Short Biography of Archbishop Marcel Lefebvre

Marcel Lefebvre was born in 1905. In 1923 he entered the French Seminary in Rome. Having completed his doctorate in philosophy and theology at the Pontifical Gregorian University, he was ordained a priest on September 21, 1929. After one year spent as curate in a working-class suburb of Lille (France), he joined the Holy Ghost Fathers, a missionary congregation. In 1932 he was sent as a missionary to Gabon.  Later he was appointed Rector of the scholasticate in Mortain (France) in 1945. Consecrated a bishop on September 18, 1947, he was appointed Apostolic Vicar of Dakar as well as Apostolic Delegate for French-speaking Black Africa and Madagascar in 1948. In 1955 he became Archbishop of Dakar. In 1960 he was appointed Assistant to the Pontifical Throne and member of the Preparatory Commission for the Council.

In 1962, after having been appointed Bishop of Tulle (France) and consultant of the Congregation for the Propagation of the Faith, he was elected Superior General of his religious congregation, which at the time numbered over 5,000 members. In 1968 he resigned from his post during the Extraordinary Chapter called to implement aggiornamento. He was then 63 years old.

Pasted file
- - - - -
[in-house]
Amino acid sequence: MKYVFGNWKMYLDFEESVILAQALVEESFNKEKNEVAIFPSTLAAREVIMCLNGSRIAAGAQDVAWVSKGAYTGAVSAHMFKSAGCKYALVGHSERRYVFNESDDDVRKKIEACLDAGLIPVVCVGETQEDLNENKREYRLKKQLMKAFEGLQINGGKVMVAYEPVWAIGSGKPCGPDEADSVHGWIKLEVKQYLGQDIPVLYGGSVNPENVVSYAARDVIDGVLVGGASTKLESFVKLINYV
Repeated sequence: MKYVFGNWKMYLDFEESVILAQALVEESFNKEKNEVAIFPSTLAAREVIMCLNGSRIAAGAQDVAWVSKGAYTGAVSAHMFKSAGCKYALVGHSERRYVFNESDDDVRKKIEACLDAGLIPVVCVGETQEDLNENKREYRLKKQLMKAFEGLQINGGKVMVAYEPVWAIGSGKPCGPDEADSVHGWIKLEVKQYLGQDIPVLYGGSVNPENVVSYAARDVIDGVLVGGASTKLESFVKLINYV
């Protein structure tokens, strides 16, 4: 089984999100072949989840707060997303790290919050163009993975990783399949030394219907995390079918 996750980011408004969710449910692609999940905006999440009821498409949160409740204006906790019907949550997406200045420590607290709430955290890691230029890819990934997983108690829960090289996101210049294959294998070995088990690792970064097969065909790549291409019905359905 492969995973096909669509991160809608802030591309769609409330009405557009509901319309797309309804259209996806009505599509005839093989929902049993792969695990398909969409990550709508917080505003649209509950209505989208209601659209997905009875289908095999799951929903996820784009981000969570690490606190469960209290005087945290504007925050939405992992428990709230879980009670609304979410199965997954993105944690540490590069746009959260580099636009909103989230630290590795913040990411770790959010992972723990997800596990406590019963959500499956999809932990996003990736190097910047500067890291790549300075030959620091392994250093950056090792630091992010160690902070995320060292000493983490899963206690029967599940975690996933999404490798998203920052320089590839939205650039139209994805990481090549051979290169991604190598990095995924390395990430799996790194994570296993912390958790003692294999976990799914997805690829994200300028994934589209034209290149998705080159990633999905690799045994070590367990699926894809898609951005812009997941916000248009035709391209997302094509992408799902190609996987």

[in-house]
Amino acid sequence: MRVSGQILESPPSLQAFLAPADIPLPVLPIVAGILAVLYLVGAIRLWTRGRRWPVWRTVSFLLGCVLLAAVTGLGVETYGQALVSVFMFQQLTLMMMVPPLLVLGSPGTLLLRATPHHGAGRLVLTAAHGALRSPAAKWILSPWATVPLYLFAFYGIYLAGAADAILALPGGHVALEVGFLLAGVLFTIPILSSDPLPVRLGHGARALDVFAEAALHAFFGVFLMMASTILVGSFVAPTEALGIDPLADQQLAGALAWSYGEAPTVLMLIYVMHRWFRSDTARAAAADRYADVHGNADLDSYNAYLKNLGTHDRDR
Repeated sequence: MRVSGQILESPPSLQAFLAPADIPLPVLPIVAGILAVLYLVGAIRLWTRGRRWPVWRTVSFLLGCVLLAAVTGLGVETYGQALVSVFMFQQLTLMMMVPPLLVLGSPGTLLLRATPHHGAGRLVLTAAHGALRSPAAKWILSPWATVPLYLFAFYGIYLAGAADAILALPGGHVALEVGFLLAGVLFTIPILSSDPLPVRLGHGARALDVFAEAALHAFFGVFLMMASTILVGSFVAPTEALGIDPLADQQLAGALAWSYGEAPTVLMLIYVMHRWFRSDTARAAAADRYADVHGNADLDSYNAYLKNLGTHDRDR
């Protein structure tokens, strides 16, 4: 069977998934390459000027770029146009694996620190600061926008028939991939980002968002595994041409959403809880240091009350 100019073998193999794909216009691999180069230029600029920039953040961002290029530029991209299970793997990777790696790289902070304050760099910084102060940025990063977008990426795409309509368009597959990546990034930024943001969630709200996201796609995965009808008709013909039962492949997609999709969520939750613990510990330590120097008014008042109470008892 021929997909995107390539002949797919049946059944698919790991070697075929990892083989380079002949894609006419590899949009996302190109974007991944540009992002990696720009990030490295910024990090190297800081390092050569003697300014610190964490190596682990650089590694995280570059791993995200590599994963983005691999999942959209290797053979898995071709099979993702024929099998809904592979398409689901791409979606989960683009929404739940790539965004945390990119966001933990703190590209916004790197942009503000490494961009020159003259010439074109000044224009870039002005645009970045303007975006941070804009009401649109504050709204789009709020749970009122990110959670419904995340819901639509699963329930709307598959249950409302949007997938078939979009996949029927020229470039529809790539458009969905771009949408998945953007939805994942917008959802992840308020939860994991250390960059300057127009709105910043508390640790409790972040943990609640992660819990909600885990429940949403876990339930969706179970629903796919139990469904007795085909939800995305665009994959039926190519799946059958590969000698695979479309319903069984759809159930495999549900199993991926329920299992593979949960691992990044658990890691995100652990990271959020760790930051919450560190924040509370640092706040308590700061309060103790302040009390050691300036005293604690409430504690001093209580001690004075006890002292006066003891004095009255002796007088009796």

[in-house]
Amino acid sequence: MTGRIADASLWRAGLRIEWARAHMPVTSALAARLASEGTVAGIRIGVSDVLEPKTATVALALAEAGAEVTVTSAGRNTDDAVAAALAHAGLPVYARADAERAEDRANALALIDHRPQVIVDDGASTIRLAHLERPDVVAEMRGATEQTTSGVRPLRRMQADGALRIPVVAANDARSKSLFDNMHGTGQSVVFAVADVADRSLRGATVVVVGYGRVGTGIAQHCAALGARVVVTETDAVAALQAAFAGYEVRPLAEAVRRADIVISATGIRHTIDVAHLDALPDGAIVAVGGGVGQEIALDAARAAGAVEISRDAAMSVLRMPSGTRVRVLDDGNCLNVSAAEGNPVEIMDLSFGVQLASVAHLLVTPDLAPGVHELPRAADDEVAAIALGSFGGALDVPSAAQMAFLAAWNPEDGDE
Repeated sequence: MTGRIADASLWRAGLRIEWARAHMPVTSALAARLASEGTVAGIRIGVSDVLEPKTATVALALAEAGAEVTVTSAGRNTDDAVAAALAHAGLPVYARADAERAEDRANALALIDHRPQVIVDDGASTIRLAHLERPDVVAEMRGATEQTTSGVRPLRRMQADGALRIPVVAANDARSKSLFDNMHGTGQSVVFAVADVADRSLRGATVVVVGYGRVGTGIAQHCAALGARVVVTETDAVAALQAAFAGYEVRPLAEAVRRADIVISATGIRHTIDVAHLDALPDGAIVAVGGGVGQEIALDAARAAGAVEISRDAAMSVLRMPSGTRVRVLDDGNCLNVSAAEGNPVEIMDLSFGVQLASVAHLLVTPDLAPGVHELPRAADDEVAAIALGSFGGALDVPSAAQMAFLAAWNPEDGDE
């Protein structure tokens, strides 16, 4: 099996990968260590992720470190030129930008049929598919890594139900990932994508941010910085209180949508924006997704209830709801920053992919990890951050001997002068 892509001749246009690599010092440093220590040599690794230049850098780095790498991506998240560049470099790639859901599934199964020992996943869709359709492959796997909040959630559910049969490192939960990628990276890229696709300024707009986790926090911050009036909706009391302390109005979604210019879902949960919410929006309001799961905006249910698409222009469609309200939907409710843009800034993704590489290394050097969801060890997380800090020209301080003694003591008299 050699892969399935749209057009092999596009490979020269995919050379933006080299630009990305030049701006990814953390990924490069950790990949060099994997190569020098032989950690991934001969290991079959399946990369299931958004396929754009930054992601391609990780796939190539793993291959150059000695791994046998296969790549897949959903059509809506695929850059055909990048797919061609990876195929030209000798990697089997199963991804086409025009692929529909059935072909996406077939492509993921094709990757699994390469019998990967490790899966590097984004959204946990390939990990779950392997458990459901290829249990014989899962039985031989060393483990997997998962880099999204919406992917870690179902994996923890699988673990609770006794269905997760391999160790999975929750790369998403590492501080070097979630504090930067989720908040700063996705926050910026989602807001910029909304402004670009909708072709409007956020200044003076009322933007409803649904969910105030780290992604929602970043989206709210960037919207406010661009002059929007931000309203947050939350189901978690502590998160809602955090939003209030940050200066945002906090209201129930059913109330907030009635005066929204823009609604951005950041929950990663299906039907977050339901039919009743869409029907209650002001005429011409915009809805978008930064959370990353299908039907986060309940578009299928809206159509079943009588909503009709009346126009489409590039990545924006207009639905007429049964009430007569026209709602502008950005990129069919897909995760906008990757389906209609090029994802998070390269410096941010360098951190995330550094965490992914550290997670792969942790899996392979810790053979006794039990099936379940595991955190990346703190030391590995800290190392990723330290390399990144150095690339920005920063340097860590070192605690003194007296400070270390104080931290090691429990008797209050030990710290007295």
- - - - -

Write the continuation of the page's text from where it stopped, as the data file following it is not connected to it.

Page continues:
At the repeated requests of seminarians, in 1970 he founded the Priestly Society of Saint Pius X, with the approval of the Bishop of Fribourg (Switzerland). The seminary was moved to Ecône and received a canonical visitation in 1974. Scandalized by the remarks made by the Roman visitators in matters of faith, he composed a declaration dated November 21, 1974. The document, widely publicized by the media, led to the suppression of the Society with no regard for canonical procedures. Archbishop Lefebvre considered it illegal, and never took any account of it.

In July 1976 Archbishop Lefebvre was suspended a divinis because he had ordained priests even though Rome had forbidden him to do so. Years of controversies with Rome followed. Given the attitude of the Holy See, which promised to give him a successor but without providing him with sufficient guarantees, Archbishop Lefebvre consecrated four bishops on June 30, 1988. Invoking the grave state of necessity from which the Church was suffering, he carried out what he called “Operation Survival of Tradition” to safeguard the Catholic priesthood and the sacraments, while assigning neither jurisdiction nor canonical mission to the bishops that he consecrated. Together with Bishop de Castro Mayer and the four newly consecrated bishops, he was officially excommunicated, which he deemed unjust and invalid, like the preceding censures.

Archbishop Lefebvre spent his final years in Ecône until his death on March 25, 1991. There his body was laid to rest. According to his request, the following words were engraved on his tombstone: “Tradidi quod et accepi, I handed on what I received.”